Caltabellotta Sicily Italy

Tour of Sicily: Overview

Sicily Italy Map

Sites visited in Sicily.

We visited Sicily in late April. This is a great time of year to visit, due to the pleasant temperature (low 80’s F), spring flowers and the green landscape. The only downside we could find with this time of year is all the elementary age school children visiting many of the tourist sites—it must be the time of year for school field trips. Sicily has a little different feel than other parts of Italy. The architectural style of many buildings is Baroque, built following a devastating earthquake in the late 1600’s. Sicily is an autonomous region of Italy, and appears to be a little poorer economically than northern Italy. The island has been conquered by many different nationalities over the centuries. For a good short overview of the history of this strategic island, I recommend the book:  Sicily: Three Thousands Years of Human History, by Sandra Benjamin.

Given the range of history, the sights are quite varied—from beautiful natural scenery, Greek Temples and Roman ruins, to medieval towns, churches and grand Baroque architecture.

Hotel Bel 3 Palermo, Sicily, Italy

Hotel Bel 3 Palermo.

Since Sicily is the largest island in the Mediterranean, we flew in to Catania on the eastern coast, and flew out of Palermo (northwest coast), so we could make a counterclockwise tour of the island. Other options to get to the island include a train to Messina (via a short ferry ride) or a ferry from Naples. We rented a car at the Catania airport through Europe By Car. The roads are in good condition and it was easy to navigate to all the sites. There were very few toll roads (Catania-Taormina and Palermo-Cefalù were the only ones we encountered) or major highways, most roads are two lane. I expected to encounter a lot of slow truck traffic and was pleasantly surprised to find very little traffic in general. Most visitors to Sicily travel by tour bus. We did our best to visit sites at hours that would avoid the tourist busloads.

B&B Piazza Armerina, Sicily Italy

B&B private rooms in Piazza Armerina

There are relatively few hotels on the island, so we stayed in bed and breakfast (B&B) accommodations, allowing us to meet local families and get a flavor for life in Sicily. We used and to arrange the B&B’s. We loved most of the B&B rooms and locations. The Sicilian people are very warm and helpful.  We spent about 10 days on Sicily, which allowed us to cover the island’s main sights and a few less visited sights. We also spent two nights on Malta, taking the ferry from Pozzallo (near Ragusa). See our post on Malta for more information.

Caltabellotta Sicily Italy

The hilltop town of Caltabellotta in southwest Sicily

Although we had read that English was less widely spoken here, we didn’t have any problem communicating. Occasionally in restaurants ordering food was a challenge given our lack of Italian language skills, although knowing some Spanish certainly helped with understanding Italian vocabulary and in communicating. Plan on putting on some calories since good gelato can be found almost everywhere!

Greek Theater, Taormina, Sicily, Italy

Tour of Sicily: Taormina and Syracuse (Siracusa)

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Sites visited in Sicily.


Our first stop was Taormina, about 45 minutes north of Catania. Taormina is compact town wedged between high cliffs and the sea. It was an easily defensible position anciently and in medieval times.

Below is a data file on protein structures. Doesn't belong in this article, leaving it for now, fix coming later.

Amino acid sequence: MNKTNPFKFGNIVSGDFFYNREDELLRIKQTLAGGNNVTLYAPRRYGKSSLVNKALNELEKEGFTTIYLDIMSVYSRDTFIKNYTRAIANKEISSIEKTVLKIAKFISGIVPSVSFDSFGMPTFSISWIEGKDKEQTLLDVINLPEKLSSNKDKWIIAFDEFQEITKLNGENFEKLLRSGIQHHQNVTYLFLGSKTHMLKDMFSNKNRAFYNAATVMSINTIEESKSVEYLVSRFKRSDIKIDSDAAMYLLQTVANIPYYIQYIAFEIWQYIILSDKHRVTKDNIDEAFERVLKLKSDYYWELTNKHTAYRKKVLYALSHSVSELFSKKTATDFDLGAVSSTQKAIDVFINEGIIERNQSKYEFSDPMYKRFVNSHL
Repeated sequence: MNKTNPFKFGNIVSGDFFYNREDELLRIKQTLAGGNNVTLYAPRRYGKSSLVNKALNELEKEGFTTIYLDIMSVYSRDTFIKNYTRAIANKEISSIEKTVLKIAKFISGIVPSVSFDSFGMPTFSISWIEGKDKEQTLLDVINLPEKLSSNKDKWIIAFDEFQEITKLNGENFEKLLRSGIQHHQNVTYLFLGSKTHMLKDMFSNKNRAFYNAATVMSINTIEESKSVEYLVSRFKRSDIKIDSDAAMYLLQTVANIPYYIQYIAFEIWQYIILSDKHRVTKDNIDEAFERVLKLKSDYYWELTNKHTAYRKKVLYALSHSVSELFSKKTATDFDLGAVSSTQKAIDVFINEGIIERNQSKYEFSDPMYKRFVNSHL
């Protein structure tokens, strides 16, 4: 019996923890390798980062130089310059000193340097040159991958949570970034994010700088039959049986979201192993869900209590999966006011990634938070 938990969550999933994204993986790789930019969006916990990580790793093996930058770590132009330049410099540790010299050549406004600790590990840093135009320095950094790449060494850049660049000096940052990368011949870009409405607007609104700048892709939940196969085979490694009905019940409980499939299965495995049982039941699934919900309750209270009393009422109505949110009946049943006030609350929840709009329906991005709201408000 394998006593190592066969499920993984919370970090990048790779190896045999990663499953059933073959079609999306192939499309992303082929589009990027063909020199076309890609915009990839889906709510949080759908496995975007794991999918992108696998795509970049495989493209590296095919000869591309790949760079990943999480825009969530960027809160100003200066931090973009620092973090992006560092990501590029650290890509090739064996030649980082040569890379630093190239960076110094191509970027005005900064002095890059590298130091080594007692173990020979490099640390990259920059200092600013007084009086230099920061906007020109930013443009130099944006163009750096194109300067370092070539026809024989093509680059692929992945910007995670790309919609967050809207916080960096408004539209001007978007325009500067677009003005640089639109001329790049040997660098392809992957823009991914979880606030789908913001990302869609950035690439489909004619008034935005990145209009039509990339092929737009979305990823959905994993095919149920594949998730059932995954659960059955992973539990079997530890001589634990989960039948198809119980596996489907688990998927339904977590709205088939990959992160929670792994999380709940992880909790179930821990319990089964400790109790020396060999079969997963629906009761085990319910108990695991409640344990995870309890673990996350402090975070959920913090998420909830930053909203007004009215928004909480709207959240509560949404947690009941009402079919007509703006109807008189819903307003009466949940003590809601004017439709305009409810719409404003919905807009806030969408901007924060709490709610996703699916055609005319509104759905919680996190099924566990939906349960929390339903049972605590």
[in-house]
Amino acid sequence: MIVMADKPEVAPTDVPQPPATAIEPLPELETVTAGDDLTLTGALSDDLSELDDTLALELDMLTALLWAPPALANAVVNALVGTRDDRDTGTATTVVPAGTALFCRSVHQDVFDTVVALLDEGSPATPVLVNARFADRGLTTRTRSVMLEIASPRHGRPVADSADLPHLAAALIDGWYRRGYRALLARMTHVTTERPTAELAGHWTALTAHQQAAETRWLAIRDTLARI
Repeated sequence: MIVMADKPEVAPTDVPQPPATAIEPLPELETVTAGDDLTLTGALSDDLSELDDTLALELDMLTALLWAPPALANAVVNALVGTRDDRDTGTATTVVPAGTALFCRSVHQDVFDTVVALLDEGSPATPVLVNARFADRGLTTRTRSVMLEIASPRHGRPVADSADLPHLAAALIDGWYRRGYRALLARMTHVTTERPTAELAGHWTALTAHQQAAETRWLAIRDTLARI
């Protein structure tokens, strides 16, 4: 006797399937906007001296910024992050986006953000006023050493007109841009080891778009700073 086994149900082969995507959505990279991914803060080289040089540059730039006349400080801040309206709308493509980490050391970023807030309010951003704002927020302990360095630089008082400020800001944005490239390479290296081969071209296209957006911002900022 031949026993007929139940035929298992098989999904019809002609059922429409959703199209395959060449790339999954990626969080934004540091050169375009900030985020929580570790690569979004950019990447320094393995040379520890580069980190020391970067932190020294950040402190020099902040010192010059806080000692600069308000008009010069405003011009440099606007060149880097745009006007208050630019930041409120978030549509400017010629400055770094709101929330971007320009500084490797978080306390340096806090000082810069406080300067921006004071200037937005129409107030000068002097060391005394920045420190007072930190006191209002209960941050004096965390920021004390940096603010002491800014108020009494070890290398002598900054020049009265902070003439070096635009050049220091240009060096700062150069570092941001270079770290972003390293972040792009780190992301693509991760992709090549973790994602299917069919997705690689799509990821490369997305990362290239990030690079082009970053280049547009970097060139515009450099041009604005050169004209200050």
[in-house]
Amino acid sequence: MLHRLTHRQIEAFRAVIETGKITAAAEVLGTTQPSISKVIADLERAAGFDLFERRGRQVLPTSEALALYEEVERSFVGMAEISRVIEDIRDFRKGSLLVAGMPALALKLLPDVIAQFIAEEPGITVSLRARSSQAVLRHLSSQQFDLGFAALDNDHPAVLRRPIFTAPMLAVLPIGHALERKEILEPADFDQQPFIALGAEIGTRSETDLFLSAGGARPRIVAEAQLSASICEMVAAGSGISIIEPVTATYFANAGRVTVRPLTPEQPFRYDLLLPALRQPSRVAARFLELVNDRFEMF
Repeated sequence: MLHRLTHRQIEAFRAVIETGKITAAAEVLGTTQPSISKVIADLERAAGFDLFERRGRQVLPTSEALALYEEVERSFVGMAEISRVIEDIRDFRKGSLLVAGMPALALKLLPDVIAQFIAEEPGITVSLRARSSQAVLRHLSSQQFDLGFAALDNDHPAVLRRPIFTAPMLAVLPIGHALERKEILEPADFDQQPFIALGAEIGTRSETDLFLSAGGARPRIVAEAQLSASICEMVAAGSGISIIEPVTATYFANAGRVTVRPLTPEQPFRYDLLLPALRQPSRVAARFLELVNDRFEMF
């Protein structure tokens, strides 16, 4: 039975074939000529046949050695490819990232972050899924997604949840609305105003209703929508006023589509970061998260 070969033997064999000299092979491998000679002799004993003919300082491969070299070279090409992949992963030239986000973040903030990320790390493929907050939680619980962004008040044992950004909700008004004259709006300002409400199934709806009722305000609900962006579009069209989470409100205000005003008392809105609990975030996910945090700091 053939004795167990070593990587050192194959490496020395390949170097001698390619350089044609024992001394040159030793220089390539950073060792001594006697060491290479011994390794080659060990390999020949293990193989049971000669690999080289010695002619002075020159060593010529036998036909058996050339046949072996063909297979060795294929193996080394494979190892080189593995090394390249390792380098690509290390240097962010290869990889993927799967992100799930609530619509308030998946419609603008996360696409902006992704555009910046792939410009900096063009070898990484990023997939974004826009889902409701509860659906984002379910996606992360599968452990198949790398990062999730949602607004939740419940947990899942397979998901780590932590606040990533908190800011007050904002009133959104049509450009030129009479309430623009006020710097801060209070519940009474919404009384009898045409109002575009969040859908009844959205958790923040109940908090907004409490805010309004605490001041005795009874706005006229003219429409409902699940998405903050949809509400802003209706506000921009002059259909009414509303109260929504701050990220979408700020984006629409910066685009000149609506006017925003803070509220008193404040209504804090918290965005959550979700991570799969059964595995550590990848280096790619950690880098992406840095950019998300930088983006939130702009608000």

Greek Theater, Taormina, Sicily, Italy

Greek Theater, Taormina.

Roads and buildings seemed to be right on top of each other. Our B&B was on the north side of Taormina, right near the tram that takes visitors down to the beach area. We were within a 10 minute walk to the town. The main sight in Taormina is the Greek Amphitheater, rebuilt by the Romans in the 2nd century A.D.

The setting of this theater is one of the most spectacular in all of Europe, overlooking the town, sea and Mt. Etna.

Taormina Cathedral, Sicily, Italy

Taormina Duomo (Cathedral).

After visiting Taormina we drove up to the village of Castelmola. Set in the cliffs just above Taormina it provides a panoramic view of the whole area. Castelmola is a small village and there is a car park right off the road before entering the village. We hiked up to the castle ruins at the top of the village for a great view.

Castlemola, Taormina, Sicily, Italy

Taormina (with Castlemola at top of hill).

From Taormina, we drove south to Syracuse (about 2 hours), with a quick stop in Motta Sant’Anastasia (picture below-left), just to the southwest of Catania. The Norman tower (“Tower of Motta”), built around 1070, was not open. The town built on a rock outcropping above the plain is quite a sight.

Motta Sant'Anastasia, Sicily, Italy

Motta Sant’Anastasia

 Syracuse (Siracusa)

Our B&B in Syracuse was situated in an apartment building about halfway between the old part of the city (the island of Ortygia) and the Archeological Park Neapolis. Parking is limited in Syracuse-we had to find parking on the streets wherever we could. Once we found a spot, we tried not to move the car and walked around town for most of our stay. Ortygia is a small island connected to the mainland by a bridge. It is full of narrow alleyways, stately buildings and a very interesting Duomo (Cathedral-below) that incorporates the columns of a 5th century B.C. Greek temple and has a beautiful baroque facade. The Piazza del Duomo is quite beautiful as well. There is a good laundromat on Corso Umberto I just a few blocks from the bridge to Ortygia.

Syracuse Cathedral, Sicily, Italy

Syracuse Cathedral-Ortygia.

The next day we walked to the Archeological Park Neapolis which contains a number of old Greek and Roman ruins. We got there early to beat the tour buses.  The street signs are clear and point the way to the Neapolis area. There is one entry fee (about €10) that provides access to the entire historical area.   Sights include the ruins of a Roman amphitheater, Greek Theater (which workers were preparing for performances, held every two years), a votive area behind the theatre, the huge Altar of Heron where hundreds of animal sacrifices occurred, and the Quarry area including the cavernous Ear of Dionysius, where stone for the many monuments of Syracuse came from.